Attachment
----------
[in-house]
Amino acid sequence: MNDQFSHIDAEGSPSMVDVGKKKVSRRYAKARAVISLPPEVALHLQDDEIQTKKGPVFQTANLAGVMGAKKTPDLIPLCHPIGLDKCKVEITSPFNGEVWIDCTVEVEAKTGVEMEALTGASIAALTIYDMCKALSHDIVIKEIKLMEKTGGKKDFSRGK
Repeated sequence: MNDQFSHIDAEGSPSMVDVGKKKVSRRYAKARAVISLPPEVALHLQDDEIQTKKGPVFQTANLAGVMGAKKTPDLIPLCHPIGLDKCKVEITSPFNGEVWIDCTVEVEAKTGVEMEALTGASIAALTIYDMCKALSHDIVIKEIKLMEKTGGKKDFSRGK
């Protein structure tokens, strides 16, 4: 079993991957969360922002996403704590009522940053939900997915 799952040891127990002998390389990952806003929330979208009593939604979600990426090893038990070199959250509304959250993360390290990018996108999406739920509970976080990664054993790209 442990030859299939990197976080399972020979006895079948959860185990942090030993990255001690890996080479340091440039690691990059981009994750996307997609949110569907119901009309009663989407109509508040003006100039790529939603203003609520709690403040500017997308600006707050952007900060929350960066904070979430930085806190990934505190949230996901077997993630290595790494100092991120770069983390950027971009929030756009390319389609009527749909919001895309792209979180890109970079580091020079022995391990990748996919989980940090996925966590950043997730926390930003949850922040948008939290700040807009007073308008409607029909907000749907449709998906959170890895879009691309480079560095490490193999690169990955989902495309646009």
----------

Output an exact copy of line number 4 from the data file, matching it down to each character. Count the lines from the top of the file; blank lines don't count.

């Protein structure tokens, strides 16, 4: 079993991957969360922002996403704590009522940053939900997915 799952040891127990002998390389990952806003929330979208009593939604979600990426090893038990070199959250509304959250993360390290990018996108999406739920509970976080990664054993790209 442990030859299939990197976080399972020979006895079948959860185990942090030993990255001690890996080479340091440039690691990059981009994750996307997609949110569907119901009309009663989407109509508040003006100039790529939603203003609520709690403040500017997308600006707050952007900060929350960066904070979430930085806190990934505190949230996901077997993630290595790494100092991120770069983390950027971009929030756009390319389609009527749909919001895309792209979180890109970079580091020079022995391990990748996919989980940090996925966590950043997730926390930003949850922040948008939290700040807009007073308008409607029909907000749907449709998906959170890895879009691309480079560095490490193999690169990955989902495309646009």